by Tommy H. Thomason

Tuesday, August 13, 2019

U.S, Navy F-84 Thunderjet Target Drone Program

It's not Photoshopped:

For more on this aircraft, see

Unfortunately, no color photo of it exists and interpretation of this one is difficult.

As a target drone, it should have been painted overall Insignia Red.

However, the wings and empennage seem to be a lighter color than the fuselage. Except for not having a red stripe on the wings and a red rudder or vertical tail, it appears to be painted as a drone controller, with an Engine Gray fuselage and Orange Yellow wings and empennage.
Note that the entire vertical tail of some target tow/drone controllers were red.

This F-84 went through a Navy repair and overhaul facility before going to NADC, so presumably the proper color scheme was known.  However, there is a possibility that there was some confusion with the scheme.

In any event, this was an F-84B, so it had a shorter fuselage and sliding canopy than the E and subsequent. (Also see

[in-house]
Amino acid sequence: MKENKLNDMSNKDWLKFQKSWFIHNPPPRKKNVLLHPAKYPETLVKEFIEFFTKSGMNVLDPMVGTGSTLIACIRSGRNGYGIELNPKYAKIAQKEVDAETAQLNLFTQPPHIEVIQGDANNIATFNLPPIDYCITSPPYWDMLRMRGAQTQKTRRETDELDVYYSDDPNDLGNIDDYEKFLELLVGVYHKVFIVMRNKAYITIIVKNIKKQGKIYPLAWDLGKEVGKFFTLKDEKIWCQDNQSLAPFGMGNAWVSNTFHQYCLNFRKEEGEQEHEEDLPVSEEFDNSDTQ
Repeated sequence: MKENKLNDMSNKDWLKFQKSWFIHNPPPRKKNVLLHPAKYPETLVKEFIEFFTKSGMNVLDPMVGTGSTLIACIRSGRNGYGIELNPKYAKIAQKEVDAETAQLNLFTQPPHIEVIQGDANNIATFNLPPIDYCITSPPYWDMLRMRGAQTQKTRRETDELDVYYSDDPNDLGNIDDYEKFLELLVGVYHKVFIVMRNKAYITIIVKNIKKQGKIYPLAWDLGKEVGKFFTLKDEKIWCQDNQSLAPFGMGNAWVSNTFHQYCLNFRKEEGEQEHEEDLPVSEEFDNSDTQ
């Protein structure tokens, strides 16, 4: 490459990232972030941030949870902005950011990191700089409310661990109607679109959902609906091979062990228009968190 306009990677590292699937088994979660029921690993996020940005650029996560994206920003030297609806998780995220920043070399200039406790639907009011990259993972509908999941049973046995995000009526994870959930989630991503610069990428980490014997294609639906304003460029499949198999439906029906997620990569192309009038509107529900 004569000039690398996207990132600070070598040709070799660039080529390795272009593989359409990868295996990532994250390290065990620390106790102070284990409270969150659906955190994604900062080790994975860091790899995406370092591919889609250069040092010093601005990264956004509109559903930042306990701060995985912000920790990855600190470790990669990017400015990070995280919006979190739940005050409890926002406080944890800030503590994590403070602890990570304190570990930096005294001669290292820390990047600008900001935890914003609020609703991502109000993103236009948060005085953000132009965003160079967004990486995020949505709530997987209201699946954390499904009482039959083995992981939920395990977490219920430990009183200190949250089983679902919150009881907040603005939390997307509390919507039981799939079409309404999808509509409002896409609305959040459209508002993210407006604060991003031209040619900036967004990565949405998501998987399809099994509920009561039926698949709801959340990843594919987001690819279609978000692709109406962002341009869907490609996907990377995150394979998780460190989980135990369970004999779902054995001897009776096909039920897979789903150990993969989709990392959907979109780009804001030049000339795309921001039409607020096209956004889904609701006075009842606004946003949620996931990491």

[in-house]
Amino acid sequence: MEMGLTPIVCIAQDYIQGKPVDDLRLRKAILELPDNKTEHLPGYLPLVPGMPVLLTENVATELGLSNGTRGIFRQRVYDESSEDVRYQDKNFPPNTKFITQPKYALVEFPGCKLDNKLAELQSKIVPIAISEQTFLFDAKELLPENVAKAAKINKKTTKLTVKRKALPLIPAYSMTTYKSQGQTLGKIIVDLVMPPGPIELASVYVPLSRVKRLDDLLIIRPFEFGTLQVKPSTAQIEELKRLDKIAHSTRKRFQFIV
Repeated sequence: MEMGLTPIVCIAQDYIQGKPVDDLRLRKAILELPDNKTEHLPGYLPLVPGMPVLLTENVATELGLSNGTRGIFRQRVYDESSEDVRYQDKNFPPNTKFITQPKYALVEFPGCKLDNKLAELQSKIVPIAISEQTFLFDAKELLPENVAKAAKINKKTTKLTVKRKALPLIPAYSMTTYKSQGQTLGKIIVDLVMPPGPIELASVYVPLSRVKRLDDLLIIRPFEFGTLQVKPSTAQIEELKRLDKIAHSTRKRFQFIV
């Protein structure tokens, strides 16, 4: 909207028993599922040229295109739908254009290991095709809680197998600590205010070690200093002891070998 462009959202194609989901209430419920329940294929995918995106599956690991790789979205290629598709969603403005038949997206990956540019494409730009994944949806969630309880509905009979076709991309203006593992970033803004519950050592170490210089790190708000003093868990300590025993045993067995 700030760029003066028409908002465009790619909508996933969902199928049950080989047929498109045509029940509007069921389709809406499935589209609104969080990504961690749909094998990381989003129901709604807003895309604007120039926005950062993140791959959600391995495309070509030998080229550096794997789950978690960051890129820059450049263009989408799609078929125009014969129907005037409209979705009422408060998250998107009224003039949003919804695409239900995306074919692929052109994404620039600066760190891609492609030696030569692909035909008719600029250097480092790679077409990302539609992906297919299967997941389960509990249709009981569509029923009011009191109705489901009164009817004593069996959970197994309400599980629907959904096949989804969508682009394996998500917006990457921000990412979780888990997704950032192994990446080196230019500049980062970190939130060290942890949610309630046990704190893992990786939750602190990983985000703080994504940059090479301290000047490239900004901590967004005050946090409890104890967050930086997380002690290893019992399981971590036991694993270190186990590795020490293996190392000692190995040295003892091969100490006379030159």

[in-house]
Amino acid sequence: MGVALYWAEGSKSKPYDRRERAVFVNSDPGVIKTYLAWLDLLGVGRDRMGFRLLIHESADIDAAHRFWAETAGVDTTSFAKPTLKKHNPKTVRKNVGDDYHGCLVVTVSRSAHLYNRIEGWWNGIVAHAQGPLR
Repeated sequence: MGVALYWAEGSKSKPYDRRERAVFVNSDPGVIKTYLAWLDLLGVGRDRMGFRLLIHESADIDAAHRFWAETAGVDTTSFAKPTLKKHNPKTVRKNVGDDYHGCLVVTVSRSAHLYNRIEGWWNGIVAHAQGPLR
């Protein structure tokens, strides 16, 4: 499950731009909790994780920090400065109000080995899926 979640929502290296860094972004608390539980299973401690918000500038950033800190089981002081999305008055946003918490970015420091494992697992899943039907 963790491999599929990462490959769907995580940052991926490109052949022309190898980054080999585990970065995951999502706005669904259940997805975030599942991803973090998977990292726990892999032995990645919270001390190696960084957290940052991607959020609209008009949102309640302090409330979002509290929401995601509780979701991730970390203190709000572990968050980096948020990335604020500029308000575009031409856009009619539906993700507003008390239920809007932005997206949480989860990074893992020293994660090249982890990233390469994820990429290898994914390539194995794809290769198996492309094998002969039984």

The first edition of Scooter! is out of print and selling for silly prices on Amazon so Crécy decided to publish a second one. I've corrected typos and errors as well as added new illustrations and updated the sections on foreign military services and civil-registered Skyhawks. Also see HERE. For reviews of the first edition, click HERE.
All the author and editor reviews are complete. It should be going to the printer this week and can be pre-ordered on Amazon.

Thursday, May 9, 2019

More McDonnell F3H Demon Configuration Notes

Paul Boyer asked me what the long probe was for on the right wingtip of most, but not all, Demons.

It looks like a pitot (measures total pressure) but is actually one of three static-pressure sources on most F3Hs (the pitot on all but the F3Hs with the single piece windscreen is at the base of the windscreen). It provides static pressure to some systems all the time and the altimeter and rate-of-climb indicator above 225 knots because its measurement of static pressure is more accurate then.